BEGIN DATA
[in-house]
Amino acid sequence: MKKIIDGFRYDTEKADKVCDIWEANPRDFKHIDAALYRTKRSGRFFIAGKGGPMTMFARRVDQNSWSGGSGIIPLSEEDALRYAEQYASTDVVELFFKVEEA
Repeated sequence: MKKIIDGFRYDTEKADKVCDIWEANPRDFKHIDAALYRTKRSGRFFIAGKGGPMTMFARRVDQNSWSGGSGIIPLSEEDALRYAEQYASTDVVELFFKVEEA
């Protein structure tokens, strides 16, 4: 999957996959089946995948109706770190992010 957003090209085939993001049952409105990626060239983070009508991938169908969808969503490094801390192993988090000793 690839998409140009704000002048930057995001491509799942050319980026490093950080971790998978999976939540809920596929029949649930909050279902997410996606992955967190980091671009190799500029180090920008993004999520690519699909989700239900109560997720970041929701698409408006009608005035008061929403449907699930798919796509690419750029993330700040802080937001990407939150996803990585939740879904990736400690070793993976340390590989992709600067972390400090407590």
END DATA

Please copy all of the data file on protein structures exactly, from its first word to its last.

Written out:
[in-house]
Amino acid sequence: MKKIIDGFRYDTEKADKVCDIWEANPRDFKHIDAALYRTKRSGRFFIAGKGGPMTMFARRVDQNSWSGGSGIIPLSEEDALRYAEQYASTDVVELFFKVEEA
Repeated sequence: MKKIIDGFRYDTEKADKVCDIWEANPRDFKHIDAALYRTKRSGRFFIAGKGGPMTMFARRVDQNSWSGGSGIIPLSEEDALRYAEQYASTDVVELFFKVEEA
């Protein structure tokens, strides 16, 4: 999957996959089946995948109706770190992010 957003090209085939993001049952409105990626060239983070009508991938169908969808969503490094801390192993988090000793 690839998409140009704000002048930057995001491509799942050319980026490093950080971790998978999976939540809920596929029949649930909050279902997410996606992955967190980091671009190799500029180090920008993004999520690519699909989700239900109560997720970041929701698409408006009608005035008061929403449907699930798919796509690419750029993330700040802080937001990407939150996803990585939740879904990736400690070793993976340390590989992709600067972390400090407590």